Russians Rally Against Putin, But in Smaller Numbers

Opposition protesters with their flags shout anti-Putin's slogans as they gathered in the center of Moscow during a rally, Saturday, March 10, 2012.
Opposition protesters with their flags shout anti-Putin's slogans as they gathered in the center of Moscow during a rally, Saturday, March 10, 2012.
James Brooke

Thousands of Russian demonstrators converged on central Moscow Saturday, protesting President-elect Vladimir Putin's third term in office amid allegations of election fraud.

Russia’s opposition had everything: brilliant sunshine, a permit for a public protest rally, and a central location in the heart of Moscow’s entertainment district.

What they lacked were protesters.  About 20,000 came to protest on Saturday - only one-fifth as many demonstrators as there were at the last democracy rally before last Sunday's election.  At least 100,000 people turned out for that protest, in 20 degrees below zero (celsius) weather.

White ribbons and balloons fluttered in the wind, but the spirit of Moscow’s fifth big democracy demonstration seemed deflated by Vladimir Putin’s victory at the polls.

Officially, Putin won 64 percent of the vote.  Voter watchdog groups give him around 54 percent, but even that was enough to avoid a run-off second-round election.  So in May, the two-term former president and current prime minister begins a new six-year term as Russia's head of state.

As a police helicopter hovered overhead, Ksenia Sobchak, a television personality turned dissident, told the democratic faithful that they have to move beyond the slogan “Russia Without Putin.”

She said democracy advocates have to show what they are for: an independent judiciary, a free press, and elections for mayors and governors.

The stage and sound system were decorated with posters that read: "These are not elections" and "This is not a president."

But speaker after speaker warned that Russia’s path to democracy will pass through a long slog of building political parties and building a strong civil society.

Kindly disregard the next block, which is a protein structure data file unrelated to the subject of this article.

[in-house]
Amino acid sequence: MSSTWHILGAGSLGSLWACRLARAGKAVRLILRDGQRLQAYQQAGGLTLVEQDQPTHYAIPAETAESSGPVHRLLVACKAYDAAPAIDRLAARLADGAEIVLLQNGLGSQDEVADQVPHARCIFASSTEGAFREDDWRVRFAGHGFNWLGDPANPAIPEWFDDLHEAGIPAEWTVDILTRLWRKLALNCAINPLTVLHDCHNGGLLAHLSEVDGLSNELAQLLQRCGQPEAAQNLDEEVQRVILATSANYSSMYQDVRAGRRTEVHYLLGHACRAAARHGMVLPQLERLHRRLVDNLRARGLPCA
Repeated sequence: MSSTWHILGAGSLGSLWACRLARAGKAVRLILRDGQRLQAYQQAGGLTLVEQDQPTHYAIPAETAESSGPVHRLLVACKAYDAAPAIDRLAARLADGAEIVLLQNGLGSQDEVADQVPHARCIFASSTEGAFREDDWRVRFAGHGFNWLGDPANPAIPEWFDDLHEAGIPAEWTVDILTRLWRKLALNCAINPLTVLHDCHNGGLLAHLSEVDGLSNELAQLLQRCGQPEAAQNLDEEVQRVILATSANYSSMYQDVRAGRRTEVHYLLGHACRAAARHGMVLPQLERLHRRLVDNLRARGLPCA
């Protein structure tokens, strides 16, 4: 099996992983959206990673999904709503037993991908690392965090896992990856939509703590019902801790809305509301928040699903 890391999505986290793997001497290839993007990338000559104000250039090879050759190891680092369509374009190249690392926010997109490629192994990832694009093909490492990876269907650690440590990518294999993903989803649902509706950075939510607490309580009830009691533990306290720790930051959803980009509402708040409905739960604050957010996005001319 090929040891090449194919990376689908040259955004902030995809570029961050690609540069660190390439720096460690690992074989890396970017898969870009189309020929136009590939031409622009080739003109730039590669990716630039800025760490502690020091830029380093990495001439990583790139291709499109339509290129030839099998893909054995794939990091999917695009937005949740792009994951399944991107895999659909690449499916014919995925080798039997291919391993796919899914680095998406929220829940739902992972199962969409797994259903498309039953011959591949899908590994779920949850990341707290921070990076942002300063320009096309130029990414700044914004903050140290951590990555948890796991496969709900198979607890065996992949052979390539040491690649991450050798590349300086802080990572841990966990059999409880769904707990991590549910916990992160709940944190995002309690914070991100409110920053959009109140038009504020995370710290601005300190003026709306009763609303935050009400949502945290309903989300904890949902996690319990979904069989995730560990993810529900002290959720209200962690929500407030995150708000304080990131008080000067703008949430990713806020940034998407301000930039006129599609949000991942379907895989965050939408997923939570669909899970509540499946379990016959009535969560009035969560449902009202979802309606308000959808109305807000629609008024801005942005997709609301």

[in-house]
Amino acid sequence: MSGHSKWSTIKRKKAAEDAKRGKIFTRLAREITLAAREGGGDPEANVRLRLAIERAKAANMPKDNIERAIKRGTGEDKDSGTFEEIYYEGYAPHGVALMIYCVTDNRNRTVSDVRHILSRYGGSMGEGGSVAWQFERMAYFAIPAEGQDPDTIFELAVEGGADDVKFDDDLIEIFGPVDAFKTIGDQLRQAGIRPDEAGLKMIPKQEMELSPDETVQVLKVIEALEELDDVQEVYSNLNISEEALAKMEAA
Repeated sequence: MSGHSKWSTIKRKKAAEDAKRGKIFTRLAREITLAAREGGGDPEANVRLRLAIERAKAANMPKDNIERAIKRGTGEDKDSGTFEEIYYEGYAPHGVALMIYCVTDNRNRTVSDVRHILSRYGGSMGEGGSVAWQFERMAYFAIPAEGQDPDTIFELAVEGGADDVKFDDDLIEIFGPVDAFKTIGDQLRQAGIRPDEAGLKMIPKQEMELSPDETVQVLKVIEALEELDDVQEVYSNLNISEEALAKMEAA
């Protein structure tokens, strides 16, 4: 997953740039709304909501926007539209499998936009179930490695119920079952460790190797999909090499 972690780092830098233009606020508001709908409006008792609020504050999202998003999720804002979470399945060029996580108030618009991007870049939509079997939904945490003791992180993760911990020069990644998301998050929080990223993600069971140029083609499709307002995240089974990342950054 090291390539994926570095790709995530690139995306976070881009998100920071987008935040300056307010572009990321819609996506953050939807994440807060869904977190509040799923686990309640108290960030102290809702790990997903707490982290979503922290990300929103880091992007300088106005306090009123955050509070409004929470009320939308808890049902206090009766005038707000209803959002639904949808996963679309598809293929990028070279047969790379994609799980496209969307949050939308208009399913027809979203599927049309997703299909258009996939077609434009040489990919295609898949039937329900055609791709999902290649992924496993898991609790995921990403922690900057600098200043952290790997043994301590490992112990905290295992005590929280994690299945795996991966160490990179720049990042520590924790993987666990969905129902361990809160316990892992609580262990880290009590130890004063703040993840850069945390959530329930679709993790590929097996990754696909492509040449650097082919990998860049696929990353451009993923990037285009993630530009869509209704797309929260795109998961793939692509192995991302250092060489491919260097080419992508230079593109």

Vera Kichanova, a 20-year-old journalism student who won a district council election, addressed the crowd. She urged young people to get involved in politics and in neighborhood groups.

From a different generation, Garry Kasparov, the 48-year-old chess grandmaster, urged democracy advocates to persevere.

Kasparov, a seven-year veteran of opposition politics in Russia, told protesters not to get discouraged and not to concede defeat.

The rally showed how Russia's anti-Putin coalition is mutating.

At one point nationalists in the crowd marched out the authorized protest in a group.  The Russkiye supporters marched a few hundred meters to the Old Arbat pedestrian mall and lit flares in the midst of throngs of tourists strolling in the sun.  Police detained about a dozen of them.

Elsewhere this weekend, activists are negotiating the formation of a new democracy party.  Two liberal groups, Yabloko and Parnas, are debating whether to join forces with Mikhail Prokhorov, the billionaire businessman.

Prokhorov won nearly 1 million votes in the Moscow region in Sunday's election, outpolling even Putin in the capital’s center.  On Monday, Prokhorov plans to start building his own political party.

Now, after five mass rallies, there is no agreement on whether or when to hold another.
Sergei Udaltsov, a leader of the Left Front, vowed to hold a “March of 1 Million” to protest Mr. Putin’s inauguration on May 7.